Have you ever though about how many steps you take in a day? Most likely this number is in the thousands. With each step, the load of the body weight to be applied to the arch causing the arch to drop. This drop in the arch makes the ball of the foot and the heal want to spread further apart. The fascia in the foot goes into tension to resist this force. If this tension in the fascia is greater than the fascia can handle, the fascia is damaged and the area will become inflamed.
Plantar fasciitis is a form of repetitive stress injury. In a healthy foot, the foot is able to repair itself at a greater rate than the damage it absorbs. As long as the amount of damage is lower than the body's ability to heal itself, the foot will remain healthy. The foot pain you feel when you get up in the morning exists because you caused more damage yesterday than your body could heal last night as your slept.
If you currently are suffering from heel pain, one of the first things you should try is to make sure to wear your shoes around the house in the evening and in the morning. The insole in your shoes will help to support the arch of your foot and may help the ligaments to heal on their own. If you walk around barefoot or with just socks on, your arch has to support all your weight by it's self.
As plantar fasciitis progresses:
The heel pain gradually gets worse.
You may change the way you walk to relieve the pain. This eventually may lead to more discomfort and pain and other problems with your foot, leg, hip, or back. Daily activities or sports may become even more limited.
You eventually may have pain with any weight-bearing activity. Running and jumping may no longer be possible.
A heel spur may form as a result of continued stress as the plantar fascia pulls on the heel bone. (By itself, a heel spur does not cause plantar fasciitis and does not usually cause problems. And, you can have plantar fasciitis and not have a heel spur.)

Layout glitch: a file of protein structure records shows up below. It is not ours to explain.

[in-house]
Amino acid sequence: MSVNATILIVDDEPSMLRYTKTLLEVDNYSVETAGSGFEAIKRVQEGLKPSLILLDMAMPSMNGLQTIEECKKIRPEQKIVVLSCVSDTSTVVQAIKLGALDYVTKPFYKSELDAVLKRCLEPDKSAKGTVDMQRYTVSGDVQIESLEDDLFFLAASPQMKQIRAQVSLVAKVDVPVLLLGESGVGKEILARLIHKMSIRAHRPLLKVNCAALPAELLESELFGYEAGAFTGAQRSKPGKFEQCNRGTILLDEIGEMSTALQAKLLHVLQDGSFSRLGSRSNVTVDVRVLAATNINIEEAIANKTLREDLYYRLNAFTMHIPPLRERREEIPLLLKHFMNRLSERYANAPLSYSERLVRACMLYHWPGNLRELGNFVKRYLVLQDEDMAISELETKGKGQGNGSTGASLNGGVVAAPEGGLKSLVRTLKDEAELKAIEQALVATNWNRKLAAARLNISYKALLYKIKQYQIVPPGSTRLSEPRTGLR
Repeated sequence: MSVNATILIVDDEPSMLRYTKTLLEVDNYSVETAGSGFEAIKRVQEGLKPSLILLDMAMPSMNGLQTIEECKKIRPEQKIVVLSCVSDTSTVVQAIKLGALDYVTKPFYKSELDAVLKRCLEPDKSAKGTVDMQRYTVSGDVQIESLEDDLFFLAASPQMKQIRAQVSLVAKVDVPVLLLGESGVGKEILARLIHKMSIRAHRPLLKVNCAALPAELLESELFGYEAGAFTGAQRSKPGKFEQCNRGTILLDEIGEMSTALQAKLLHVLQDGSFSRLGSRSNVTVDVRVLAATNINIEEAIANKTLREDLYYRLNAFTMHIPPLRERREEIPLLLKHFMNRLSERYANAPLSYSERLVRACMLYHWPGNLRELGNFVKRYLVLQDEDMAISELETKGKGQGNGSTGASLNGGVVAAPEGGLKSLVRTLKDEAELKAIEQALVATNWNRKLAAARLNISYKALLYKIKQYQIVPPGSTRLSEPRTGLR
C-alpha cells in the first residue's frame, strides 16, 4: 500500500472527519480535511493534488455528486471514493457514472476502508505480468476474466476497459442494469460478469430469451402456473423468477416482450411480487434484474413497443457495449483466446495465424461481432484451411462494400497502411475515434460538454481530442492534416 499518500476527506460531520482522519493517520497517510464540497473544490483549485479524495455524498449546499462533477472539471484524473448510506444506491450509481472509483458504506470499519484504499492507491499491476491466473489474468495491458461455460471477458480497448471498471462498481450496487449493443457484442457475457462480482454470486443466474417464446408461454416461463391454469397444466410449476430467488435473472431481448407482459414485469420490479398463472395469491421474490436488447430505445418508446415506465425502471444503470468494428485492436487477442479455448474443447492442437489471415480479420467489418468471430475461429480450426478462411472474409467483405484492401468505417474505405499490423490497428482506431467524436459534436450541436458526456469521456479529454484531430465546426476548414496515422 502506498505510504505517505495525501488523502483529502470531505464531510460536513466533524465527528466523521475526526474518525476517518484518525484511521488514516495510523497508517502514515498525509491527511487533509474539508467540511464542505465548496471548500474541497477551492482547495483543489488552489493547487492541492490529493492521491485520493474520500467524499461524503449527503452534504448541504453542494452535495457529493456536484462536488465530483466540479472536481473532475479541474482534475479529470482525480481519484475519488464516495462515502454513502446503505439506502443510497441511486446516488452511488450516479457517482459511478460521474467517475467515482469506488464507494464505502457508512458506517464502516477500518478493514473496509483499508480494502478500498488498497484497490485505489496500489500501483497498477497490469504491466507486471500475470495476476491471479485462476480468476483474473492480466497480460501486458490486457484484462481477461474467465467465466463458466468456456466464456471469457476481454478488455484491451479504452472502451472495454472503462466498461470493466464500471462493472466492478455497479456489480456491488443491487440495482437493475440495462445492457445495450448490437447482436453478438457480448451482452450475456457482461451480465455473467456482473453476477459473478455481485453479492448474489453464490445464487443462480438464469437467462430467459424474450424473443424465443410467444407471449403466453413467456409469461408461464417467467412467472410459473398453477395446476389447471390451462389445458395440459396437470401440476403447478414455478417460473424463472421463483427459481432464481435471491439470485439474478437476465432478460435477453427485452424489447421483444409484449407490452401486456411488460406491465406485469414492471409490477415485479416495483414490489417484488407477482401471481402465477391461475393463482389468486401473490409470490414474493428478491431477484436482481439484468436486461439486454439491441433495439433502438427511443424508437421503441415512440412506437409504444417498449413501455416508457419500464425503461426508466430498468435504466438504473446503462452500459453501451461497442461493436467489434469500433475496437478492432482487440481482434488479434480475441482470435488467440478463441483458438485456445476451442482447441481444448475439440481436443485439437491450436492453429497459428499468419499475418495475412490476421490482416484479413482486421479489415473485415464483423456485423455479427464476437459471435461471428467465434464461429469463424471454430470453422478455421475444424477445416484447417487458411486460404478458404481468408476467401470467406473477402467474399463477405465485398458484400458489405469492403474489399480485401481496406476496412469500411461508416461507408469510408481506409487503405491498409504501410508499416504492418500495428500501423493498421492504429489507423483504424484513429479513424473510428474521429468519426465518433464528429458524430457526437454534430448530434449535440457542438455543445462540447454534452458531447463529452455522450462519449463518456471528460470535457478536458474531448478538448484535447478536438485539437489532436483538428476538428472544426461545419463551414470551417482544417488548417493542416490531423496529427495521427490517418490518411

If the condition is not treated, plantar fasciitis can cause constant heel pain when you stand or walk.
Treatment of plantar fasciitis must begin with determining if the condition is primary or secondary plantar fasciitis. Primary plantar fasciitis makes up at least 90% of all cases of planar fasciitis. There are four main types of treatment options:
Extracorporeal Shockwave therapy
Fortunately for heel pain sufferers, the human body has an amazing ability to heal itself. In order for this to happen with plantar fasciitis, the amount of damage that is caused by loading throughout the day must be reduced so that the body can heal itself. Plantar fasciitis persists as long as the amount of damage incurred during the day exceeds the ability of the body to heal itself.
If you think you might have plantar fasciitis, call your doctor. The earlier a doctor diagnoses and treats your problem, the sooner you will have relief from pain. If nonsurgical treatments for plantar fasciitis do not relieve your heel pain, you may need to try other treatments. These may include corticosteroid shots, custom shoe inserts, or a walking cast if you have not already tried one. Formal physical therapy instruction can help to ensure proper stretching of the Achilles tendon and plantar fascia ligament. Doctors usually consider surgery only for severe, persistent cases.
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